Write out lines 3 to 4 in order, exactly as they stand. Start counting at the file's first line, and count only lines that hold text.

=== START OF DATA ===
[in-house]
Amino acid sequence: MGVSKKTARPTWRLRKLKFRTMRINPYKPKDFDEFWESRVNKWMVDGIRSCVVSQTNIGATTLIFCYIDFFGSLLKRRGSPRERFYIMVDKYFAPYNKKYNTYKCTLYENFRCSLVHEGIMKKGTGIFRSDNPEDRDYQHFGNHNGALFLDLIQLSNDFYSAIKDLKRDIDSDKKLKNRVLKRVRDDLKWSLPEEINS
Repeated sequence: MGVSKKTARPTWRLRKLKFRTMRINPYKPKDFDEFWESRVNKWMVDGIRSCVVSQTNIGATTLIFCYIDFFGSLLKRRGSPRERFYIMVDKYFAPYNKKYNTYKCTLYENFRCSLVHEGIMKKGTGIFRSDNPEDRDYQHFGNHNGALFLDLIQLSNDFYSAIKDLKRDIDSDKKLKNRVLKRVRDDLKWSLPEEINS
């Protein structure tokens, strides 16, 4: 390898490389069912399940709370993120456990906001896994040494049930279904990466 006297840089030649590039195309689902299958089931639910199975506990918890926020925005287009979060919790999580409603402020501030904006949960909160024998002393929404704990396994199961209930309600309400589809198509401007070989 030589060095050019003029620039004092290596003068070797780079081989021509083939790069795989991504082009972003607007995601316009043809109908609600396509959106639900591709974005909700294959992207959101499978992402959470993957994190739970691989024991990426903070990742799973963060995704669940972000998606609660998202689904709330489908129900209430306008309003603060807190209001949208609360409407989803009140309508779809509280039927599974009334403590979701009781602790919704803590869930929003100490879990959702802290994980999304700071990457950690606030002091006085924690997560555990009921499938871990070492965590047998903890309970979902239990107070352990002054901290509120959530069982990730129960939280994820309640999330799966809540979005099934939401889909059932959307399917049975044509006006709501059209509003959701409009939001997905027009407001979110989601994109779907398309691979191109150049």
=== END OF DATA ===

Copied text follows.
Repeated sequence: MGVSKKTARPTWRLRKLKFRTMRINPYKPKDFDEFWESRVNKWMVDGIRSCVVSQTNIGATTLIFCYIDFFGSLLKRRGSPRERFYIMVDKYFAPYNKKYNTYKCTLYENFRCSLVHEGIMKKGTGIFRSDNPEDRDYQHFGNHNGALFLDLIQLSNDFYSAIKDLKRDIDSDKKLKNRVLKRVRDDLKWSLPEEINS
């Protein structure tokens, strides 16, 4: 390898490389069912399940709370993120456990906001896994040494049930279904990466 006297840089030649590039195309689902299958089931639910199975506990918890926020925005287009979060919790999580409603402020501030904006949960909160024998002393929404704990396994199961209930309600309400589809198509401007070989 030589060095050019003029620039004092290596003068070797780079081989021509083939790069795989991504082009972003607007995601316009043809109908609600396509959106639900591709974005909700294959992207959101499978992402959470993957994190739970691989024991990426903070990742799973963060995704669940972000998606609660998202689904709330489908129900209430306008309003603060807190209001949208609360409407989803009140309508779809509280039927599974009334403590979701009781602790919704803590869930929003100490879990959702802290994980999304700071990457950690606030002091006085924690997560555990009921499938871990070492965590047998903890309970979902239990107070352990002054901290509120959530069982990730129960939280994820309640999330799966809540979005099934939401889909059932959307399917049975044509006006709501059209509003959701409009939001997905027009407001979110989601994109779907398309691979191109150049």